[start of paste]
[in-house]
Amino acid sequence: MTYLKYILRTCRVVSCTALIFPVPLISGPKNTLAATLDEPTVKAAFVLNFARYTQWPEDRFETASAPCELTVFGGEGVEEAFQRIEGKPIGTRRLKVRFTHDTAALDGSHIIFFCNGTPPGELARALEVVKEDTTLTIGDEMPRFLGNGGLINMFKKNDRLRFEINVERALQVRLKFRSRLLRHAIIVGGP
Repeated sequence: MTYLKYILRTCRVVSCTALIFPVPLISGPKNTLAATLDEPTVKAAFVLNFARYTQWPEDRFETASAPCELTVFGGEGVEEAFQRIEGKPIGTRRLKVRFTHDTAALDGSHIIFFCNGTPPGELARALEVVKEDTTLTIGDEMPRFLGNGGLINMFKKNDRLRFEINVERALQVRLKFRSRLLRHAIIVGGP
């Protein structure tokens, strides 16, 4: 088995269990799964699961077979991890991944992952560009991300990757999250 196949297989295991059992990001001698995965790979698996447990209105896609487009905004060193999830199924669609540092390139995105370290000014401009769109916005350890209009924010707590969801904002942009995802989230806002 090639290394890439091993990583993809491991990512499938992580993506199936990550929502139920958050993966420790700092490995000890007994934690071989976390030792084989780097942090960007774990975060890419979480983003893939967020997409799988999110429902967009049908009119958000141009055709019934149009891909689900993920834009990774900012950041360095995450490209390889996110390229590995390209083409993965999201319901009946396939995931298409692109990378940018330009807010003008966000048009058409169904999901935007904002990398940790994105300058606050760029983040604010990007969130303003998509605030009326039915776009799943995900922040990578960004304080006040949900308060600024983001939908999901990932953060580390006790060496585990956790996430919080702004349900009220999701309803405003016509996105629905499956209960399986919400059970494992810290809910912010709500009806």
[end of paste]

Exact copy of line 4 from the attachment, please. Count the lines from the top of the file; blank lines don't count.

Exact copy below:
């Protein structure tokens, strides 16, 4: 088995269990799964699961077979991890991944992952560009991300990757999250 196949297989295991059992990001001698995965790979698996447990209105896609487009905004060193999830199924669609540092390139995105370290000014401009769109916005350890209009924010707590969801904002942009995802989230806002 090639290394890439091993990583993809491991990512499938992580993506199936990550929502139920958050993966420790700092490995000890007994934690071989976390030792084989780097942090960007774990975060890419979480983003893939967020997409799988999110429902967009049908009119958000141009055709019934149009891909689900993920834009990774900012950041360095995450490209390889996110390229590995390209083409993965999201319901009946396939995931298409692109990378940018330009807010003008966000048009058409169904999901935007904002990398940790994105300058606050760029983040604010990007969130303003998509605030009326039915776009799943995900922040990578960004304080006040949900308060600024983001939908999901990932953060580390006790060496585990956790996430919080702004349900009220999701309803405003016509996105629905499956209960399986919400059970494992810290809910912010709500009806």